• I remember playing with sidewalk chalk and one time watching the ashes from a volcano explosion. I remember playing in a kid blow up pool. I remember Blanca; I miss her.

  • I did not like that in the rainy season it rained so much our food or clothes got moldy easily.

 What are your memories from Ruwais and Abu Dhabi?

  • I loved Abu Dhabi! There were lots of nice parks, the streets were really clean and the people were nice and the houses were big and clean. It was easy to make friends there. My friends Jaden, Tasneem and Elias live there.
  • I sort of enjoyed the heat, but I didn't like the call to prayer. It was long and mournful and it felt creepy.

Do you remember visiting Spain and Portugal?
  • YES! I liked the greenery and the farms, fruits and vegetables! And there was a mouse that ran up the wall of our cabin, in Portugal. I sort of liked him! 
  • In Spain it was hard for us to get food at our normal supper time. 

How about San José del Cabo, Mexico?
  • I liked Cabo because I met the best friend I've ever had there, Melissa. It had a nice climate and we could go to the beach!! There were several beaches close to where we lived. I liked the food, too! We never rode a horse on the beach, but we saw them several times and if we go back there I would like to ride one. I liked that they spoke Spanish, and I could communicate easily.

  • There wasn't very much grass and it was really rocky in our yard, so we had to be careful when we ran and played.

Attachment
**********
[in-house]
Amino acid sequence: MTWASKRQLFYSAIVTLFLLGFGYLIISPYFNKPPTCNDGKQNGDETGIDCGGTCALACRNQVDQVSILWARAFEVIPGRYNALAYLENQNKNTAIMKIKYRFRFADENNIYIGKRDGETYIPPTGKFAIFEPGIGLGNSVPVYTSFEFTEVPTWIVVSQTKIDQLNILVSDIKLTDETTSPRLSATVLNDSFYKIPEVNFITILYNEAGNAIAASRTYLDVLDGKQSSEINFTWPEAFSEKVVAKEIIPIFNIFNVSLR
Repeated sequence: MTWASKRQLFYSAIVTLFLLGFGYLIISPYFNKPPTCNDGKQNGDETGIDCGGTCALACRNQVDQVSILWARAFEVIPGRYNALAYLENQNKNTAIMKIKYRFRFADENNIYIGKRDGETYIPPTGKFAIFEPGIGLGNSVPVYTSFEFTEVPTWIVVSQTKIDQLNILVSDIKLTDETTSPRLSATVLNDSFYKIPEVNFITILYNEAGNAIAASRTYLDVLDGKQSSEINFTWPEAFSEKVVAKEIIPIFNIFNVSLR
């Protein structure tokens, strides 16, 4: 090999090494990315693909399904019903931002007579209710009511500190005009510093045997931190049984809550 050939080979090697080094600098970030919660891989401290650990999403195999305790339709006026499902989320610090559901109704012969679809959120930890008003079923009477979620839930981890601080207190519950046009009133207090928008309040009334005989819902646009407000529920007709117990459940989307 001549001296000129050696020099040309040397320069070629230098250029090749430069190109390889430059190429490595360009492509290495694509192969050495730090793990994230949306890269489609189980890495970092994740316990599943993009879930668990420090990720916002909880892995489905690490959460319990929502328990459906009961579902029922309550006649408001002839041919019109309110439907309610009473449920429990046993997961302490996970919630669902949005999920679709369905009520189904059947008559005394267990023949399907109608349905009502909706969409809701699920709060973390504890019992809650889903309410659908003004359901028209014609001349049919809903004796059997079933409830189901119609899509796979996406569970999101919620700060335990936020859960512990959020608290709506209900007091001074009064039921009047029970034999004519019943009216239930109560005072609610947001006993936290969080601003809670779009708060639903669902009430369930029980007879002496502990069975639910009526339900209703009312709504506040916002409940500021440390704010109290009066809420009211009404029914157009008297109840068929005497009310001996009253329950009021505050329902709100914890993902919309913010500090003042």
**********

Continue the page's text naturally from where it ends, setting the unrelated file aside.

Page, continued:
What do you think about our current country of residence, Cambodia?

  • People are really nice here and I like all of the new fruits. Things are cheaper here compared to other parts of the world.  
  • There is a lot of air pollution and trash everywhere. And they dry rotten/fermented fish outside and it smells really bad! 

  What are some benefits to traveling around the world?
  • We get to learn lots of new things and see new places instead of staying in one place our whole lives like a toad on a log. We get to learn new languages and try new foods and make new friends.

What is something you don't like about traveling?
  • As soon as I make friends, somebody moves away. I miss my family in my home country.
Which countries are you interested in visiting again/next?
  • I would really like to visit Sweden! They have lingonberries, fikka, foraging and snow! 
  • I would like to go back to Portugal. I like all of the natural parks and hiking trails and animals. 


Sunday, August 27, 2017

Morning Glory/Water Spinach, Vietnamese Persimmons/Golden Apple and Guava: New-to-us Khmer Food

I've learned several new fruits and vegetables lately. I thought I'd share them with you.